Governments have the right to kill
In August 2013, the head of the Texas prosecution office declared that they are in shortage of pentobarbital which is used to execute convicted prisoners who have received death penalty. This strong medication is used as an anesthetic in animals, and Texas is the first state that has used it to execute prisoners. Texas has the highest rate of capital punishments in the US and since 1982 has executed 500 convicted prisoners.
The first time this medication was used was in 2001 and it was used to execute a fifty-eight years old man who was convicted of killing his cellmate. The news of this execution was published in many newspapers, some reputable such as Guardian in the United Kingdom. The news portrayed a man with a description ‘Douglas Fieldman was executed in Texas for killing two passer-by while driving over speed limit.’
The article explained how different states use different anesthetic medication in their executions, which states have shortage of this medication and which anesthetics are cheaper and more effective. Generally, the way newspapers report these kind of news is as if this is another ordinary news amongst others and it happens every day. They desensitize their readers toward death and executions. Perhaps a reader will have breakfast while reading this news, read other news and then go about his/her daily routines. The reader is not supposed to have any feelings for Douglas Fieldman or should not question his execution because it is up to the state to decide to execute convicts.
Let’s imagine instead of the above news, a serial killer writes an article in one of the mainstream newspaper such as the Guardian. Let’s imagine that in the news, the killer discloses the names of the people he has killed and even describes how they were killed. Imagine the writer starts analysing the weapons used in these killings, explains how expensive they were and talks about the need for finding a new and cheaper ways to kill others and at the end explains how this issue can be resolved. How do you think the same reader, who read the news in the Guardian about executions in Texas without any serious reaction, would react to the article written by the serial killer? Do you think he would still react indifferently to this too? Or he would immediately call the police and locks himself indoor for fear of his safety? Do you think a serial killer even dares to send such an article to a newspaper? Wouldn’t he be arrested immediately and put behind bars?
In a real world such a serial killer, rightly so, should not be able to proudly describe his killings and brag about finding a cheaper way to do that. This does not mean that it should be done by the states either. But the reality is different and it seems that the state executioners have reserved themselves the right to kill and to brag about their killings in public.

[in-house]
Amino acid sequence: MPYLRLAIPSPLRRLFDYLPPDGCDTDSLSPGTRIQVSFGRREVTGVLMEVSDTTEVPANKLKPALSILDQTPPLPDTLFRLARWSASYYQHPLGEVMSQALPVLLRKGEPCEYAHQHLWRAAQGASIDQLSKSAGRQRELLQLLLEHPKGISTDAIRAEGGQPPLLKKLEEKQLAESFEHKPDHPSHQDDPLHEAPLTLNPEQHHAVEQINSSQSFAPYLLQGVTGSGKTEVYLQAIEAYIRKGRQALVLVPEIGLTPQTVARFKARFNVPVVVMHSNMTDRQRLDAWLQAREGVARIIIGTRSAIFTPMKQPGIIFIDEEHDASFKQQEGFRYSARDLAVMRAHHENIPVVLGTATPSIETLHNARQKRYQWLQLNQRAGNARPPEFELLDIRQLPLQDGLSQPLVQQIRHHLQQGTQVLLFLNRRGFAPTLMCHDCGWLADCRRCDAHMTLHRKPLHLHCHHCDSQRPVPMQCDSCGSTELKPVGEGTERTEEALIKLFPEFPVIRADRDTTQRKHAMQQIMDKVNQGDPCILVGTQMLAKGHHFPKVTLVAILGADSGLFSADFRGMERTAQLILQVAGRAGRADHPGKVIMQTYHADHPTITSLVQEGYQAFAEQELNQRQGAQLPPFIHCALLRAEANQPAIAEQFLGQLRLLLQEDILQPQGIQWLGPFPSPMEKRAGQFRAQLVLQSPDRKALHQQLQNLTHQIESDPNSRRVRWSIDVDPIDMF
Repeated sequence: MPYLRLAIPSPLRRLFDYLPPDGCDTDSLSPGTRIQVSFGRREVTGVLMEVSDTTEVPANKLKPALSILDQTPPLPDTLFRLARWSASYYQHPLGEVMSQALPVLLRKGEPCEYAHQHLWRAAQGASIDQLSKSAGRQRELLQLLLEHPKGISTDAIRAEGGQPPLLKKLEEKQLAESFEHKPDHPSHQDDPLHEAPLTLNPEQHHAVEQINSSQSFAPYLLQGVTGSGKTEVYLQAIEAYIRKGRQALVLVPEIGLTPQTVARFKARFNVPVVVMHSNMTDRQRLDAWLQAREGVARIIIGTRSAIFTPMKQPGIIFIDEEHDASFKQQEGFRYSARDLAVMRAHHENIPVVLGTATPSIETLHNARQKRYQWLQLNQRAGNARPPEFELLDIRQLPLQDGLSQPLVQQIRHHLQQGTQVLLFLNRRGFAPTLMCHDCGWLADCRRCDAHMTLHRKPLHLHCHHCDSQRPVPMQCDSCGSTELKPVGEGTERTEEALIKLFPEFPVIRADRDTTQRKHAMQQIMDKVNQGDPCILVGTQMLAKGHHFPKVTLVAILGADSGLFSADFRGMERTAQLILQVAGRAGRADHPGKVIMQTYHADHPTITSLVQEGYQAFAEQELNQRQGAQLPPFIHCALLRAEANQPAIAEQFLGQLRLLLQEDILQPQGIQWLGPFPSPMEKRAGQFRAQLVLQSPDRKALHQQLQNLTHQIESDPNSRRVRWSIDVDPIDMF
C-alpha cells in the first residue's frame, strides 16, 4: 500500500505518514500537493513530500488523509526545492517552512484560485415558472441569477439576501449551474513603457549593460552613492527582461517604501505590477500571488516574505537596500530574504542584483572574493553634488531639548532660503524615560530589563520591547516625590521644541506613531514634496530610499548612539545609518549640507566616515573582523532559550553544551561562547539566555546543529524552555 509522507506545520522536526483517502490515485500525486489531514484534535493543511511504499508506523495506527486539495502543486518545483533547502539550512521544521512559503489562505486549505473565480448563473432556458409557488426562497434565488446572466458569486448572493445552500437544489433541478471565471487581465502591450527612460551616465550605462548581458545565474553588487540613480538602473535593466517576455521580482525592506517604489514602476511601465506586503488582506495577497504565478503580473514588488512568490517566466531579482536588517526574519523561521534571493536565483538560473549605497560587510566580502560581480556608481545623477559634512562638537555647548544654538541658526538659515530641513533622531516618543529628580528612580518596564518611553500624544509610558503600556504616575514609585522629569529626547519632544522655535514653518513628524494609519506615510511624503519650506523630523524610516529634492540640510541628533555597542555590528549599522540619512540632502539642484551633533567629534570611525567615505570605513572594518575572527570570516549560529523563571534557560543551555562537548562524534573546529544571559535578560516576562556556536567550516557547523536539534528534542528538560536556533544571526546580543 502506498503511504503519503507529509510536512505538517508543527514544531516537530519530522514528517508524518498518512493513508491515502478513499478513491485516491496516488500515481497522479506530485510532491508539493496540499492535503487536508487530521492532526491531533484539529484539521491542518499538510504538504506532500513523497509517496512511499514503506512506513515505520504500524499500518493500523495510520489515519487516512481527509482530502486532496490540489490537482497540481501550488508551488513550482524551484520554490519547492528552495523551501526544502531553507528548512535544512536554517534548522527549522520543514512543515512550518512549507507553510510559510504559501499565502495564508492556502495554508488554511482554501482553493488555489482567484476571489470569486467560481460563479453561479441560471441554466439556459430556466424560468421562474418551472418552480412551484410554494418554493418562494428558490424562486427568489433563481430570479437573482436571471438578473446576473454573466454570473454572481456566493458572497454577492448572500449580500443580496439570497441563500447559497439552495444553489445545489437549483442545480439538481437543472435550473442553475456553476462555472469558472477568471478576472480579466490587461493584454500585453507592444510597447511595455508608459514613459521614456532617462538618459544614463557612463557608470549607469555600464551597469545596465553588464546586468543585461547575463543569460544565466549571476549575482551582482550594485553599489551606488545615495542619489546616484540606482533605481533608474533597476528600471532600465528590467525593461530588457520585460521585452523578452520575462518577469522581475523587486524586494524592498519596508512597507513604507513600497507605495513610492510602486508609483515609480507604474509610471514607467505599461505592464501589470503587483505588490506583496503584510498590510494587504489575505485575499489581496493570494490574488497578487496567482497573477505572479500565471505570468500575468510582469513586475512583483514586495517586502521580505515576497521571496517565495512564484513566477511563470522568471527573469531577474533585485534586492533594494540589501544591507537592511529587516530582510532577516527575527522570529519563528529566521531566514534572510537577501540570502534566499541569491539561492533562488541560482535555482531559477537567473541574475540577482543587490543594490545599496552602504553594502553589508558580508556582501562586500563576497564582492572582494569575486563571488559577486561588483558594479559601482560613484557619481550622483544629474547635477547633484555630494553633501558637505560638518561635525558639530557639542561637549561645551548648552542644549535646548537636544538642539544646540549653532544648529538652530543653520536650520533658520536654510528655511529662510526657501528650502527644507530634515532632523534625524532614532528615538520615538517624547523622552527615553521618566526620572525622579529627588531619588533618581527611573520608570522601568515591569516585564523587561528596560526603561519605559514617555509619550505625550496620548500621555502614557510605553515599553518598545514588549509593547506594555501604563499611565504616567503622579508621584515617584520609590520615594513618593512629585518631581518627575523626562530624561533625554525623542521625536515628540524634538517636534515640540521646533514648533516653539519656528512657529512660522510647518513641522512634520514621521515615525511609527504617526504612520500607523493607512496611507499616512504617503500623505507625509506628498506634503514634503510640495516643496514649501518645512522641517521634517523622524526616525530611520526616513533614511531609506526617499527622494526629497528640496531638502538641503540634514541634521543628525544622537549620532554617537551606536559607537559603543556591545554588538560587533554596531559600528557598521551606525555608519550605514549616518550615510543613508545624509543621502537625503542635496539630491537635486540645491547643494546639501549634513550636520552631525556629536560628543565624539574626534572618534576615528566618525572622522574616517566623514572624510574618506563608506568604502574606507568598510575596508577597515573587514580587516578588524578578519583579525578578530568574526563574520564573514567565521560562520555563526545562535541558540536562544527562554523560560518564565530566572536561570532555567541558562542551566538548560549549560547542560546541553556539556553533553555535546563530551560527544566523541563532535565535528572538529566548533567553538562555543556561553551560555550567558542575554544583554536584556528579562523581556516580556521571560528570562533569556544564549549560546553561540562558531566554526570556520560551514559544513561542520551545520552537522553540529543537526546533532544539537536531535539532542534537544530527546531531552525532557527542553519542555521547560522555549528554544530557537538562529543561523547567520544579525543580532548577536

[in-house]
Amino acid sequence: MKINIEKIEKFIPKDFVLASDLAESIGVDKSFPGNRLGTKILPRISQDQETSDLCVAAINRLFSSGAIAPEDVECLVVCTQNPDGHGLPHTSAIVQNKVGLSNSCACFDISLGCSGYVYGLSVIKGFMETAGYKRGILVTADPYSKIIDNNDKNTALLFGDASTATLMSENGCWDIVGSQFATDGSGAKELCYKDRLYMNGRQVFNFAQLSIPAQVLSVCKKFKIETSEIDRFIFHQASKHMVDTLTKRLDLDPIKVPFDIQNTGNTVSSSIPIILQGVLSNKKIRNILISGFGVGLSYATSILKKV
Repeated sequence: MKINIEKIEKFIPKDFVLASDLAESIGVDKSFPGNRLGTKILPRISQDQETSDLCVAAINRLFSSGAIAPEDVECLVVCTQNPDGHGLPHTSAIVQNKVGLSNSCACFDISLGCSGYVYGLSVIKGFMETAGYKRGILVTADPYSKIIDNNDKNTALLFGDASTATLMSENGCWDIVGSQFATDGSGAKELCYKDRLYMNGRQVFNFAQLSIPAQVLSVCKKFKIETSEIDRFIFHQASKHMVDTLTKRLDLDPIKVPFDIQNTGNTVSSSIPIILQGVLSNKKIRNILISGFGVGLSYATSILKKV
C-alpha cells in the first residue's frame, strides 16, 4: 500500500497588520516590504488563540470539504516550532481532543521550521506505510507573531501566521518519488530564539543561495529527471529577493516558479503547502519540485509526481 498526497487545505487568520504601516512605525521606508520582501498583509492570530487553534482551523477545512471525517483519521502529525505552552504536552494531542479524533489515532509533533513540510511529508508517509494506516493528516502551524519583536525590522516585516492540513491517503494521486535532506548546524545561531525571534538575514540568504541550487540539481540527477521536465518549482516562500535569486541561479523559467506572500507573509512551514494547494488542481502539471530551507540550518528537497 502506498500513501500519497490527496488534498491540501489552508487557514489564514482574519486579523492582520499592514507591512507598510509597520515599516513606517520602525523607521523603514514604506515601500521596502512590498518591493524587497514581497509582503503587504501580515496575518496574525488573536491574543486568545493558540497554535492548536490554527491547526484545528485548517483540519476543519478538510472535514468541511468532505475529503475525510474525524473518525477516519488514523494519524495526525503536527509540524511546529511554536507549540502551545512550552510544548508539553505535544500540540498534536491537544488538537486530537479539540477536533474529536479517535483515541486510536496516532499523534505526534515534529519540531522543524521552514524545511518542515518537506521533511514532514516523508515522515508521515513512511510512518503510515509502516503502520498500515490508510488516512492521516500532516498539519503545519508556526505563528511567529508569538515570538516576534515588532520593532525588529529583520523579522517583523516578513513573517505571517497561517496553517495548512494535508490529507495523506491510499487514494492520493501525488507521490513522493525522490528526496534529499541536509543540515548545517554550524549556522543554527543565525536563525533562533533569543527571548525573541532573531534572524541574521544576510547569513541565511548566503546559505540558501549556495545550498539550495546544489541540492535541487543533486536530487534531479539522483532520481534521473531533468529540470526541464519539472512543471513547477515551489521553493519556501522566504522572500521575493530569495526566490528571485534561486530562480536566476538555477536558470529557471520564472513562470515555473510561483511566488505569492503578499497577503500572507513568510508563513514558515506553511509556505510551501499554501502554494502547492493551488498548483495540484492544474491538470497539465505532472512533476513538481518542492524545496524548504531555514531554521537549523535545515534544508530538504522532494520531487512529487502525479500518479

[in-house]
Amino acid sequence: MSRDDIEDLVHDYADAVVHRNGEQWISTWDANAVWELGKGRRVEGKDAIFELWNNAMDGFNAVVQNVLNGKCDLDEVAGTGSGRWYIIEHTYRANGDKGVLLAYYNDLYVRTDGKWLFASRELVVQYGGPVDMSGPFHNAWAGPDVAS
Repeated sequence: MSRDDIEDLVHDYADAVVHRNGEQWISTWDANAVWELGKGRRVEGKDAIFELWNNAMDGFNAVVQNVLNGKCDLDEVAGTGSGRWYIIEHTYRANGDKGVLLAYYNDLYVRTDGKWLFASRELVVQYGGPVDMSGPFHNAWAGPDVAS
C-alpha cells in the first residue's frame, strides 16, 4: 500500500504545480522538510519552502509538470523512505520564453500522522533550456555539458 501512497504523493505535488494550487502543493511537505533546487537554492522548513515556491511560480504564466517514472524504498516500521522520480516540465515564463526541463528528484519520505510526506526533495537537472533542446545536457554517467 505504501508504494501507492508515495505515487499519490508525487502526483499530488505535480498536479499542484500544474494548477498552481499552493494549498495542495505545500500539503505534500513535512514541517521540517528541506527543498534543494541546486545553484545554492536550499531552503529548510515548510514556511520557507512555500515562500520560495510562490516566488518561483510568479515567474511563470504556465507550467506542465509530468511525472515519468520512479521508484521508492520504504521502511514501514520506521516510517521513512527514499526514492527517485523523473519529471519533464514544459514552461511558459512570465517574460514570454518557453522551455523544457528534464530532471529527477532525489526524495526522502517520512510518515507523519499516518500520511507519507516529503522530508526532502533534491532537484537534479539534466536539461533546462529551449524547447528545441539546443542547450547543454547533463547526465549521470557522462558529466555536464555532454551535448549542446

Mansour Hekmat, the contemporary great Marxist thinker, has explained execution as:
“ Capital punishment is the state’s terminology for murder. Individuals murder each other, but states sentence individuals to ‘capital punishment.’ … Capital punishment is the most deplorable and appalling form of intentional murder since a political authority, publicly, with prior notice, on behalf of society, with the utmost legitimacy and ruthlessness, decides to murder someone, and announces the date and time of the event. “
In a world where the law is governed by the values of humanity, Douglas Fieldman would have been put under psychiatric assessments and treatments, but it seems that this would have been an expensive option for the Texas state and not as feasible as execution. Psychiatric treatment also would have raised Fieldman’s developmental issue, poverty and lack of education all of which would point to the state and other governmental institutions as the culprit. No one is born a murderer and everyone deserves a fair chance to live a normal life.
Take one more look at the picture on top of this page. My heart sinks, and I feel numb every time I look at it. A clean and orderly room, a clean bed with clean sheets and a pillow. A bed is usually for rest and sleep, but this is a deathbed. Prison’s guards tie the hands and feet of a prisoner to the bed and attach the souring with contains medication to prisoner’s body and make the person ready to die. All these procedures happen with an utmost calmness, and then the guards move outside and perhaps start drinking their coffee while watching the execution. Audience, who have been invited to watch, look at the “Gallery’, as they call the execution room, and wait until the tormented prisoner is killed. The Texan state and its judiciary system call Douglas Fieldman a murderer, but call themselves enforcers of the law. You be the judge.
Translated from Persian into English by: Saeed Parto